Council Considers Cuts to Fill $27M Budget Deficit

By Edward Booth

The Richmond City Council held a special meeting Tuesday to discuss potential budget balancing strategies to address a projected $27.1 million deficit.

The council proceeded, line by line, through 16 ideas to reduce the budget, which would add up to savings of about $19.5 million, with few comments on the majority of them.

The items that received the most attention were partial or full closure of libraries and splitting the cost of upgrading Information Technology infrastructure over five years, instead of one.

According to a staff slideshow before the meeting, the council’s goals are a structurally balanced budget and to preserve services as much as possible, minimize staff reductions, consider effects of the Covid-19 pandemic on services, and increase cash reserves to levels outlined in policy to maintain bond ratings.

Even with the changes, the council is still short about $7.5 million. The council didn’t go over “meet and confer” items Tuesday, which would require union concessions.

“We are not going to have a balanced budget without either union concessions or layoffs,” Mayor Tom Butt wrote in an email Wednesday. “It would require laying off about 40 positions to make up the $7.5 million. We are at the rock and the hard place.”

In the email, Butt also argued against spending down, or intentionally depleting, reserves too much to meet the deficit. Butt wrote that the council was against reducing the $12 million in reserves by $5.5 million, as an attached union memo suggested.

That would likely cause the city’s bond rating to plummet, increasing costs in the long term. He argued that if there were an emergency, such as a resurgence of the coronavirus, the city would quickly run out of money, among other issues.

The potential library cuts, along with closing pools and laying off workers, are only to be considered once other options have been exhausted, according to agenda documents.

About $5.3 million could be saved if the libraries were shut down entirely, though no councilmember supported such an action. The council showed more interest in reducing some services and shutting down the Point Richmond and Bayview branches, which could save about $1.43 million.

Butt said that Richmond was unique in having three libraries for a city of its size. He said Concord, a larger city, only has one library, which he said was typical.

“How we go into the branch library business, I don’t know,” Butt said.

Several councilmembers pushed back against the mayor.

Councilmember Eduardo Martinez said Berkeley was a comparable city and had more branches than Richmond.

Councilmember Demnlus Johnson said Concord had a more homogeneous community than Richmond, and the branches were created for access reasons.

Councilmember Melvin Willis said he supported leaving the library question alone entirely. He said there’d been a lack of investment in libraries already, and a branch closure would create a feeling that the city won’t invest in libraries anymore. Closing branches would also cage communities in and limit library access, he said.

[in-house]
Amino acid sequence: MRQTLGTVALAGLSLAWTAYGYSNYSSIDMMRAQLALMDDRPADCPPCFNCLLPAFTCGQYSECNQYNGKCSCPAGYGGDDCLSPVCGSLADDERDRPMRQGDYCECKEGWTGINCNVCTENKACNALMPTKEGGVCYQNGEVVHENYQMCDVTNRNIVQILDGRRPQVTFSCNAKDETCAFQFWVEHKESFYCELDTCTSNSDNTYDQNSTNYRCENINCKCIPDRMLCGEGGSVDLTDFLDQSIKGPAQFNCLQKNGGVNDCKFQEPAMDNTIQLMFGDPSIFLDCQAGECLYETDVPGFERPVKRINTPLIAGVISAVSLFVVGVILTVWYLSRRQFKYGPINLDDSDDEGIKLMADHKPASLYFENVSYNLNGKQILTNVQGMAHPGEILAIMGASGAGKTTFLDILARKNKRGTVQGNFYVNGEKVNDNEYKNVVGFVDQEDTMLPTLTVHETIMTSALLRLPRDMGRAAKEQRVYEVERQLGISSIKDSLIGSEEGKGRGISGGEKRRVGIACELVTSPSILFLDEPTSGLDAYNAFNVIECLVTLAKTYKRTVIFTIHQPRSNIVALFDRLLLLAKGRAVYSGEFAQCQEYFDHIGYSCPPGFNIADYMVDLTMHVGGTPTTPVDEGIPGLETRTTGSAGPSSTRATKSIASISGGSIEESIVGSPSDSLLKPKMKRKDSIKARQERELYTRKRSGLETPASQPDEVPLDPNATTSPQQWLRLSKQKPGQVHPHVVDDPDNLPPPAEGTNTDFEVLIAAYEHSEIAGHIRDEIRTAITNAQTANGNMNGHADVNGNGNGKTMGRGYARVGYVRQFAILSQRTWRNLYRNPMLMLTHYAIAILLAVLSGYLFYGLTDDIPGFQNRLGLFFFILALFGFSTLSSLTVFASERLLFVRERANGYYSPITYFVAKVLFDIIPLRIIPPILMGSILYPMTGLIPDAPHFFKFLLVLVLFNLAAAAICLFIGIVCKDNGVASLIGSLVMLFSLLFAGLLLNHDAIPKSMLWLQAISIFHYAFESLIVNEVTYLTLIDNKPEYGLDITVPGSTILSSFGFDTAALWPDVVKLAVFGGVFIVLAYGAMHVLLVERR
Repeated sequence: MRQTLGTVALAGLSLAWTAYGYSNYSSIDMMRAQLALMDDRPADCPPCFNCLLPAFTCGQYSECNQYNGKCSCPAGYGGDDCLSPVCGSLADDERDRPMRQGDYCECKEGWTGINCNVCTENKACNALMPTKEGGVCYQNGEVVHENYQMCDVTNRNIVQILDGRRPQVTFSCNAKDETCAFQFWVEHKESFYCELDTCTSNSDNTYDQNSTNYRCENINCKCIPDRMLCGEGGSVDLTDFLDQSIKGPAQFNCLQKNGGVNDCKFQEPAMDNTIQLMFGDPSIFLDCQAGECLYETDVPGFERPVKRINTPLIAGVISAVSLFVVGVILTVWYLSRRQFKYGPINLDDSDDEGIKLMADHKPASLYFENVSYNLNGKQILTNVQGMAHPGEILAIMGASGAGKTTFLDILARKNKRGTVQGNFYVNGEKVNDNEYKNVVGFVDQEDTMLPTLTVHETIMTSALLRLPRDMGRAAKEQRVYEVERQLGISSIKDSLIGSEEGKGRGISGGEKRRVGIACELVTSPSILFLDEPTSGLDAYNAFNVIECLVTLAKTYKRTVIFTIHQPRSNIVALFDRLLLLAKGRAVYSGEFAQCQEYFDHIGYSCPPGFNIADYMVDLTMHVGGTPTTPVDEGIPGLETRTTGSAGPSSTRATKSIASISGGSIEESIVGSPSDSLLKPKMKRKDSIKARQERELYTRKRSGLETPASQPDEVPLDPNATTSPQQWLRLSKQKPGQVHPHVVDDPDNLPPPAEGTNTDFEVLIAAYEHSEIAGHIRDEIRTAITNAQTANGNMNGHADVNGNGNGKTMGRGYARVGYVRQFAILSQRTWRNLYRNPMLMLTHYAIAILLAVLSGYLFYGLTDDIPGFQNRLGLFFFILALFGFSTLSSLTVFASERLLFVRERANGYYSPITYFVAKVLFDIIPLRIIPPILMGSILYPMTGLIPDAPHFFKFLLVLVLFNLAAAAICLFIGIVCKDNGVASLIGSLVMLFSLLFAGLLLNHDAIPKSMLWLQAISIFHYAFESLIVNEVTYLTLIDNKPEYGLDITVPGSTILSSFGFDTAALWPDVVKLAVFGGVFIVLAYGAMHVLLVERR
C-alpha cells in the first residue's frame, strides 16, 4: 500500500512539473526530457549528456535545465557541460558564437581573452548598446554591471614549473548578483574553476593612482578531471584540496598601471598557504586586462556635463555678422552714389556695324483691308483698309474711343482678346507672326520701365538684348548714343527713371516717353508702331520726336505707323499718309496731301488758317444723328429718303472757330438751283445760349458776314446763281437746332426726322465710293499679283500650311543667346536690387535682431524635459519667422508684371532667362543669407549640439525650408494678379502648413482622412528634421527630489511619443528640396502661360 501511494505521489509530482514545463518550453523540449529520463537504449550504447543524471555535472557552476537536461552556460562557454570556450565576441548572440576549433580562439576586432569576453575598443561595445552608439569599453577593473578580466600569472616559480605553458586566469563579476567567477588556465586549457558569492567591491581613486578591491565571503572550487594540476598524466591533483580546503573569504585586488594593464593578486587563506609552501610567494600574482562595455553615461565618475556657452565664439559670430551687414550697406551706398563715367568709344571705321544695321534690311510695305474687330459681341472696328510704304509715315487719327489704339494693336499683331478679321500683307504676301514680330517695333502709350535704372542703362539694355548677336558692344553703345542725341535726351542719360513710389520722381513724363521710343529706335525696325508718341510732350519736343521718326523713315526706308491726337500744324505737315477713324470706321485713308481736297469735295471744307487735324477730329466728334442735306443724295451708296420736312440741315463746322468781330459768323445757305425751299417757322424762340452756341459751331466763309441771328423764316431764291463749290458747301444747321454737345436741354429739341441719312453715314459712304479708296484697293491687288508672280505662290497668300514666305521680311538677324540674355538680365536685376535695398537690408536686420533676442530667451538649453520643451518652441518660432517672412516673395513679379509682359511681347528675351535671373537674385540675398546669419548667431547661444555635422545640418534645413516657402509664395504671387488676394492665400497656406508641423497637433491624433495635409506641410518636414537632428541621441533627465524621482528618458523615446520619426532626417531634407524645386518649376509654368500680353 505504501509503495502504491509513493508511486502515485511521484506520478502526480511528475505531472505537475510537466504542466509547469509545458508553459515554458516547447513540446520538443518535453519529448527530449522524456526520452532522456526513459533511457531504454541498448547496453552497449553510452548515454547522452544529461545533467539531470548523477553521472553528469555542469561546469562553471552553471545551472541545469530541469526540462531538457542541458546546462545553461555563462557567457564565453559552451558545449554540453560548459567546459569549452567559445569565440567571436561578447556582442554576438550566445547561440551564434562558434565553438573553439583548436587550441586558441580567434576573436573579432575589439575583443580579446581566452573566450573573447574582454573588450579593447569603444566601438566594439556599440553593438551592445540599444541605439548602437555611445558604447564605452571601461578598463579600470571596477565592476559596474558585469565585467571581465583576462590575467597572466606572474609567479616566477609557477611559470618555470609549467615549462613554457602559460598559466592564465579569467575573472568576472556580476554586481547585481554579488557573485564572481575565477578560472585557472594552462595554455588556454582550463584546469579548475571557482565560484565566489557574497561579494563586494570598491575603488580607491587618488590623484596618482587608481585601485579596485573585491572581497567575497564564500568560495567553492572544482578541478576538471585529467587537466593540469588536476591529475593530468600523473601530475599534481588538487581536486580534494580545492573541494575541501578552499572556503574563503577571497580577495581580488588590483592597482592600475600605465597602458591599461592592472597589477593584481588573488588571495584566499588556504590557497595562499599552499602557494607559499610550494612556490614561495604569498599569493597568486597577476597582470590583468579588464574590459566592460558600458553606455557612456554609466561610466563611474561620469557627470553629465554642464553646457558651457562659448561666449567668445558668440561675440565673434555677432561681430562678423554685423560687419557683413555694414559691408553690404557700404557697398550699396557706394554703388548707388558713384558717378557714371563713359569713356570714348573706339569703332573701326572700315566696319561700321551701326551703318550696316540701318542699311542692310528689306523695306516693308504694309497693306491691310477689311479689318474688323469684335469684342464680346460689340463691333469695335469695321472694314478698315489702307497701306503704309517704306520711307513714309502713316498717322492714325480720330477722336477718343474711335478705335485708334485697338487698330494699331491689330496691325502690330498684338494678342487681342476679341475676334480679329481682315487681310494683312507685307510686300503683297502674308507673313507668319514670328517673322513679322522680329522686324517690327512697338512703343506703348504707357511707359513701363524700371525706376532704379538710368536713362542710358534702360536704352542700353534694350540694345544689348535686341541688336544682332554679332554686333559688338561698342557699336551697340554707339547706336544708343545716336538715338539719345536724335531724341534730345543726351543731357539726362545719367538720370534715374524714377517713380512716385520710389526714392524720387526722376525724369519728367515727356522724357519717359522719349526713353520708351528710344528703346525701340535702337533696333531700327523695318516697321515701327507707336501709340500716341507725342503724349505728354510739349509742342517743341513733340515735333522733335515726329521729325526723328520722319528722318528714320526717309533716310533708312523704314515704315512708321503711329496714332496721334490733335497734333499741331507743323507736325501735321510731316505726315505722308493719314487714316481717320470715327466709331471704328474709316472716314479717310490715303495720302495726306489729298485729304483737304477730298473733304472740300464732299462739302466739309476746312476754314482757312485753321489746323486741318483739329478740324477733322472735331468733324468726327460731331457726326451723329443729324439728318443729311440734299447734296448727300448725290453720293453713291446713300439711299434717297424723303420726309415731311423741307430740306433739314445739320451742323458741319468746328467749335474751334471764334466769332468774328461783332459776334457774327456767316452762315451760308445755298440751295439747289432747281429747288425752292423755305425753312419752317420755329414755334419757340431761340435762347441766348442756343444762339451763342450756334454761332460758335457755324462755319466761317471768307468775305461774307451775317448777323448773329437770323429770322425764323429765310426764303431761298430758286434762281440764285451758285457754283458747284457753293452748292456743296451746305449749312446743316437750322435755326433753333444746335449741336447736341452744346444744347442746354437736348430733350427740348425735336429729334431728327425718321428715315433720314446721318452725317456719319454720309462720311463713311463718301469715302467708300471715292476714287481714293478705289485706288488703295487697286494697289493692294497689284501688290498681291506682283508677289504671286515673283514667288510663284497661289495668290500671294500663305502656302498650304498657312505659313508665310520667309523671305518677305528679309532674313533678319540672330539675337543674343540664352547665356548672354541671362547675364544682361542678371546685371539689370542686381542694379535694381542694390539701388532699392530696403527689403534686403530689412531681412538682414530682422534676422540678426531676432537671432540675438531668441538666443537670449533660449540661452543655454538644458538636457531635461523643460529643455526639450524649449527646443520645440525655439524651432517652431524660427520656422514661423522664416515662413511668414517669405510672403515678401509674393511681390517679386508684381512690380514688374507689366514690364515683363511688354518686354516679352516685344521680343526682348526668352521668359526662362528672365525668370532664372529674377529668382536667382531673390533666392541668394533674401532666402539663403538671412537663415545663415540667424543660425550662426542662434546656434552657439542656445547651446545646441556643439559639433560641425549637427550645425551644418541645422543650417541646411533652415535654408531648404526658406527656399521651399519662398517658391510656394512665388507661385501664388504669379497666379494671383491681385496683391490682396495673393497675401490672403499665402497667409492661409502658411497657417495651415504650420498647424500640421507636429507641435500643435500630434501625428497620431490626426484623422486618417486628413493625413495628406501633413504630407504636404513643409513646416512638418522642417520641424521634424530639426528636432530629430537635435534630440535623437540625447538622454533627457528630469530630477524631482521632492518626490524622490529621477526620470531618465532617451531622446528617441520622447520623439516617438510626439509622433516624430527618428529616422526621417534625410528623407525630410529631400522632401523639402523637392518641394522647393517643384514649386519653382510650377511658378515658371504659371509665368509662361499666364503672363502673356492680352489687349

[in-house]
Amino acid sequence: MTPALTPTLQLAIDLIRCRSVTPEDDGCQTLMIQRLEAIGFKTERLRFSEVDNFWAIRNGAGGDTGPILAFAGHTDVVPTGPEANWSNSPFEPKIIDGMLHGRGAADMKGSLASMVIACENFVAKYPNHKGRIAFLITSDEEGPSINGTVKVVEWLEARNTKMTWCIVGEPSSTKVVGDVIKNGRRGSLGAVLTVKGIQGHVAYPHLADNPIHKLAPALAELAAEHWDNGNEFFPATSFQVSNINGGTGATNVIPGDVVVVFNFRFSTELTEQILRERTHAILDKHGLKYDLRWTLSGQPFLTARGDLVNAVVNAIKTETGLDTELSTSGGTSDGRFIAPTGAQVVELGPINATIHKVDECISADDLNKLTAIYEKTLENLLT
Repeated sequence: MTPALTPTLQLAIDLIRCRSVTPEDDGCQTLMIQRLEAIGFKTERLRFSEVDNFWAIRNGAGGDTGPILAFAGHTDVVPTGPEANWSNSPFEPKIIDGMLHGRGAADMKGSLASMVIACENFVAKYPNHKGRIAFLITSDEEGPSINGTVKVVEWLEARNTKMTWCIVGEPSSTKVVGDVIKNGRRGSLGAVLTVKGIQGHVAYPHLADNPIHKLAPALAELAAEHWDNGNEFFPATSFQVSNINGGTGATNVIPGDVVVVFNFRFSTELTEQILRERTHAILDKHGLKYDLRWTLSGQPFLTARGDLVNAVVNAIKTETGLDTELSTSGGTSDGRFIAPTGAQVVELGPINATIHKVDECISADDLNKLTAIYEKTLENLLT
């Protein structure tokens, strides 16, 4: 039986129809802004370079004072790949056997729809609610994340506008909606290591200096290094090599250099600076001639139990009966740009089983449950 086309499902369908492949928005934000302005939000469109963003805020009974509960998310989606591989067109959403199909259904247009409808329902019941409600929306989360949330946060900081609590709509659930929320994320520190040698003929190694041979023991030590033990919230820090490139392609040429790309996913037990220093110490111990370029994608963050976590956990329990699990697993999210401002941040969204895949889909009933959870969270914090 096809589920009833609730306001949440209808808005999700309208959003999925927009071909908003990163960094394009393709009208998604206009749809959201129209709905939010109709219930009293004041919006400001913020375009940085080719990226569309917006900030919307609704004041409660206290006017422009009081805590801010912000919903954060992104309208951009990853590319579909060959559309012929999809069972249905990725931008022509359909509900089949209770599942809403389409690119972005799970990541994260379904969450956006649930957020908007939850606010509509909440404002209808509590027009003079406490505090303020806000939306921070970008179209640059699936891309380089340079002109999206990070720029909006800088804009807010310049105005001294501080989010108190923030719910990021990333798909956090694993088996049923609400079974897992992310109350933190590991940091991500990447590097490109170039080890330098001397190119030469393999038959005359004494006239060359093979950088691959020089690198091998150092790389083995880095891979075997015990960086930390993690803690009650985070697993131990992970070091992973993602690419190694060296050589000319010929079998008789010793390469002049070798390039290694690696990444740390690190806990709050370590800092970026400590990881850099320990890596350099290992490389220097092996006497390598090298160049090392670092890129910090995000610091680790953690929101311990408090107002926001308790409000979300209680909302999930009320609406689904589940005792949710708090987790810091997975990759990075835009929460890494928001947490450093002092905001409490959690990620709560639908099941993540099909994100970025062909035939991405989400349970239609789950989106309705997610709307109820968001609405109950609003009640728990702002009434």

Councilmember Jael Myrick said he was absolutely opposed to closing the library entirely but that the item needed to remain on the list. He said the council needed to support its libraries where it could, but the budget crisis was severe enough to warrant looking at branch closures.

“I don’t think we can afford sacred cows right now,” Myrick said.

Councilmember Ben Choi reiterated that the closures would only be truly considered after other options have been exhausted. He said everyone could see the value of libraries, and the closures were at the bottom of the council’s list. Even so, the council needed to keep the item on the list.

“It’s way too premature to be entertaining the idea of really massive things like full library closures, but, at the same time, we have to, in good faith, keep this on the list,” Choi said.

Most of the public comments urged the council not to close libraries.

Tarnel Abbott, who holds a master’s degree in library information studies from UC Berkeley, said there were many tasks the library staff could still perform with the buildings closed, such as Zoom appointments to help people fill out unemployment and job application forms, story times via KCRT television and tutoring.

“The library is the only educational institution that the city has,” Abbott said. “Its role as keeper of culture, history and knowledge is invaluable.”

Upgrading the city’s IT infrastructure would cost $4.3 million, but the city can extend that cost over five years, paying about $1.3 million a year.

The infrastructure hasn’t been upgraded since it was first implemented in 2008, said IT director Sue Hartman. Desktop computers used by city staff are over nine years old, which increases security risks.

Upgrading the system, Hartman said, would result in less downtime from the city’s network, as well as expanded services for city staff.

Johnson said he imagined Richmond residents trying to access online services on the city’s website while the IT infrastructure was down. He said paying more down the road was something the city should consider, as he believed upgrading the IT infrastructure was essential.

“I’m not willing to kick that can down the road,” Johnson said

Ben Therriault, president of the Richmond Police Officers Association, argued against the upgrade. He said city staff have had crummy computers for almost a decade, but the economic catastrophe caused by the coronavirus outbreak outweighed the need to upgrade.

“One more year for some computers versus some jobs is an easy call,” Therriault said. “The systems can wait.”

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